Shifting an Employee's Status

Moving a worker to an hourly wage can have significant ramifications in terms of overtime pay and legal liability

I have a salaried administrative assistant. I would like to change her compensation status to an hourly wage. How can I best accomplish this change, and is there any legal problem with doing so? -- J.D., Indianapolis

There's no legal barrier to changing an employee's status from salaried to hourly pay, experts say. However, in doing so you run the risk of opening an unpleasant -- and potentially costly -- can of worms.

Here's the dilemma: Administrative assistants tend to be classified as "non-exempt" employees, meaning that they aren't exempt from overtime laws and must be paid an overtime rate for each hour worked. Salaried employees, whose job duties typically involve more discretion and independent judgment, are usually classified as "exempt" employees and aren't paid overtime.

Los Angeles-based labor-law attorney Eli Kantor recommends that you consult with local labor-law counsel to help you determine whether your administrative assistant has lawfully been classified as exempt under both Indiana law and the federal law, called the Fair Labor Standards Act. An attorney can also help you determine whether you've got another problem: Namely, if you shift your assistant to a non-exempt classification, she may take that move as an admission that she was inappropriately classified initially, and is now due back pay.


  "If a non-exempt employee works overtime and isn't paid an overtime rate for each overtime hour worked, the employer's liability includes the unpaid overtime wages, penalties, and interest for up to the last four years, depending on the state and federal laws that may apply," says Mark Terman, an attorney who heads the employment law practice group at Reish, Luftman, Reicher & Cohen, in Los Angeles.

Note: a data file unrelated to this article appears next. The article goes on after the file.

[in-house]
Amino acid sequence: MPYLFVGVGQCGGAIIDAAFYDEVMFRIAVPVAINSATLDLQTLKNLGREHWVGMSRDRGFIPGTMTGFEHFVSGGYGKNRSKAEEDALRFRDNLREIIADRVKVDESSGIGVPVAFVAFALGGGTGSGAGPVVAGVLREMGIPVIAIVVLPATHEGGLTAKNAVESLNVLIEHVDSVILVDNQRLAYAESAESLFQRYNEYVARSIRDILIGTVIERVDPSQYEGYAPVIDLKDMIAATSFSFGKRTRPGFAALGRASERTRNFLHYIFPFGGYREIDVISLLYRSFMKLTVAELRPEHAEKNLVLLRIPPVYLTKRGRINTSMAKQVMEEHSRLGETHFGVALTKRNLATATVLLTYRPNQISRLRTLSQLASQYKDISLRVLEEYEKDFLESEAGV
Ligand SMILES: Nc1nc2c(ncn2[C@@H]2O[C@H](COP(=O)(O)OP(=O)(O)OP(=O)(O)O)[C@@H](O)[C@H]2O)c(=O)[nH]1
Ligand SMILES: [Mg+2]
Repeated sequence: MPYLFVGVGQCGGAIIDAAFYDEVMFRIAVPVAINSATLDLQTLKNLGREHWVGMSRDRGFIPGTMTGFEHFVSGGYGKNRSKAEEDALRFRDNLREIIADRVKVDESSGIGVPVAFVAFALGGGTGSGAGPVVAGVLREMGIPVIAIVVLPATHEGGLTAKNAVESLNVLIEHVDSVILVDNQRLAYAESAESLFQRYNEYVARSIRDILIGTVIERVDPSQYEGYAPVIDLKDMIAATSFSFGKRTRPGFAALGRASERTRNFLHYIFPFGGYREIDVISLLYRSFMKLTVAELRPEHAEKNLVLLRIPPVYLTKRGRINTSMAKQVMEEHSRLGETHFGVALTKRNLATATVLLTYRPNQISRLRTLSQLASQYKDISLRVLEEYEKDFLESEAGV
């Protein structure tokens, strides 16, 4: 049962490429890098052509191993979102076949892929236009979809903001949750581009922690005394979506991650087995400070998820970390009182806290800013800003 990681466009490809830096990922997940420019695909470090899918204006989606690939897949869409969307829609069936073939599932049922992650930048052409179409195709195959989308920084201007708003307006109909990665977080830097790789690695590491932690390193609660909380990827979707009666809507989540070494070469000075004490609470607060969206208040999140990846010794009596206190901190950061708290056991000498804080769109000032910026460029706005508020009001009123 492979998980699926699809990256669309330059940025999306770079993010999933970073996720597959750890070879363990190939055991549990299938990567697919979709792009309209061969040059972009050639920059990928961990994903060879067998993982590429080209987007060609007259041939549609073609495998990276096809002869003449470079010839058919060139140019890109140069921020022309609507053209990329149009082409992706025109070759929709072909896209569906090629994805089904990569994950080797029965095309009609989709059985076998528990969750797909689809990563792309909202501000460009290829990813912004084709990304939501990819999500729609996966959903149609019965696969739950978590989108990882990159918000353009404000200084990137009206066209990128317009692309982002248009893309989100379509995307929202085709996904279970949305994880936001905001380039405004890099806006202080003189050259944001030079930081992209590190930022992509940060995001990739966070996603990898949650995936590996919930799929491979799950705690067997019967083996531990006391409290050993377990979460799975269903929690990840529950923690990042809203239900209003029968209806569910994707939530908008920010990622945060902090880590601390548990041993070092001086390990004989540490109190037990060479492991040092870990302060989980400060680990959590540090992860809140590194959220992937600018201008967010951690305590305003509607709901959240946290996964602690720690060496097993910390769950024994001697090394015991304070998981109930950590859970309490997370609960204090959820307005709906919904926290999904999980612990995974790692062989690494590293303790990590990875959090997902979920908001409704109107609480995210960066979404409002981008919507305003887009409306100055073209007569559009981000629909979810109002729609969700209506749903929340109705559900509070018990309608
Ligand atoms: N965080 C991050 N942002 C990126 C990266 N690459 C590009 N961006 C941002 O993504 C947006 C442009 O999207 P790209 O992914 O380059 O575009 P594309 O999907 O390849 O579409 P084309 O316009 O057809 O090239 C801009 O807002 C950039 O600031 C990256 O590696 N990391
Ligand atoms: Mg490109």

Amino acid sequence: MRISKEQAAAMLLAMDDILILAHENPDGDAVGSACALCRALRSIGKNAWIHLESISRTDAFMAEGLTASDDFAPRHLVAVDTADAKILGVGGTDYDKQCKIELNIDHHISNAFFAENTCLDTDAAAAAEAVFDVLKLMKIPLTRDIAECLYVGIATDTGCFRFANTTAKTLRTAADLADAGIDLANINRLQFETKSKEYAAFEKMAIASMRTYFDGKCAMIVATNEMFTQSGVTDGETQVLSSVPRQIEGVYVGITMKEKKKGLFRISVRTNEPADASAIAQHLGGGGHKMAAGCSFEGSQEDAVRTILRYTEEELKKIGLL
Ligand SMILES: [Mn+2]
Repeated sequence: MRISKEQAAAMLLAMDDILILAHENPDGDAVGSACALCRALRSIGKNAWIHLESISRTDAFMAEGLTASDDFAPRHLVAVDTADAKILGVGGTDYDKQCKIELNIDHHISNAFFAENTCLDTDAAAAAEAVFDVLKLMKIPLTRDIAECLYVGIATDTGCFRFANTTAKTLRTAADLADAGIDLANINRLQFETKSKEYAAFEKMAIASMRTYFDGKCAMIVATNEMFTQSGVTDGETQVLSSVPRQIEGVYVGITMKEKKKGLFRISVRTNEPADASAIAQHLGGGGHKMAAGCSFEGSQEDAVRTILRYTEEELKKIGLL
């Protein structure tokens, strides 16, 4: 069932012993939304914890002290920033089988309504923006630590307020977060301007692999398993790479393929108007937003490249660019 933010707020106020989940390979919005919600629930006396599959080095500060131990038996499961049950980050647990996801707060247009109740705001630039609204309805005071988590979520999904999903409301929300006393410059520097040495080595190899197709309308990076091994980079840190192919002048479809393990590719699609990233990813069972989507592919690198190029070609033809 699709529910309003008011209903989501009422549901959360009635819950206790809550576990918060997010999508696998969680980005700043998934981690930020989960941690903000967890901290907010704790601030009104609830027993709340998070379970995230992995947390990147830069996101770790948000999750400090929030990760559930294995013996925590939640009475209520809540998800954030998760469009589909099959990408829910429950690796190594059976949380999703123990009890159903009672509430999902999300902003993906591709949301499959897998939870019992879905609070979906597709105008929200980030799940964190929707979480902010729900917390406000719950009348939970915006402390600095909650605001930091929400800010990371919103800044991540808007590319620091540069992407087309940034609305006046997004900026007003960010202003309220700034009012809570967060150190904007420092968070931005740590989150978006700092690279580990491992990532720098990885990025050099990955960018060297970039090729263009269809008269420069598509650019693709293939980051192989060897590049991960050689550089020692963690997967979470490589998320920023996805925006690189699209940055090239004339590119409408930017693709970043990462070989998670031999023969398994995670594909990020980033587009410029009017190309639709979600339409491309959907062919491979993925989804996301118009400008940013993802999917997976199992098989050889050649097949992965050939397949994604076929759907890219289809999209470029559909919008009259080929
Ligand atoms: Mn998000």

Your delicate challenge, Terman says, is to "explain the change as a shift in business methods, where the employee has greater compensation incentives and could possibly make more money, without signaling to the employee that [he or she has] been unlawfully underpaid in the past."

That challenge may be made more difficult because in some settings the change from salaried to hourly is viewed negatively -- almost as a demotion, says Susan Stemper, managing director of New York City-based Pearl Meyer & Partners compensation consultancy. "Being sensitive to the cultural perceptions will help smooth the transition," she says.


  Another thing Stemper says you should think about if you make the change is reviewing benefits and policy changes with your employee. "While less common today than in the past, your company's benefits and policies may be different for hourly and salaried employees," she notes.

You also need to make clear to your employee your overtime rules, as she will now be eligible for overtime pay. "It's important to make sure the rules are clear for overtime approval -- whether or not the employee must seek approval before putting in extra hours. Remember, whether or not the overtime was approved doesn't allow the employer to refuse to pay overtime," Stemper says.

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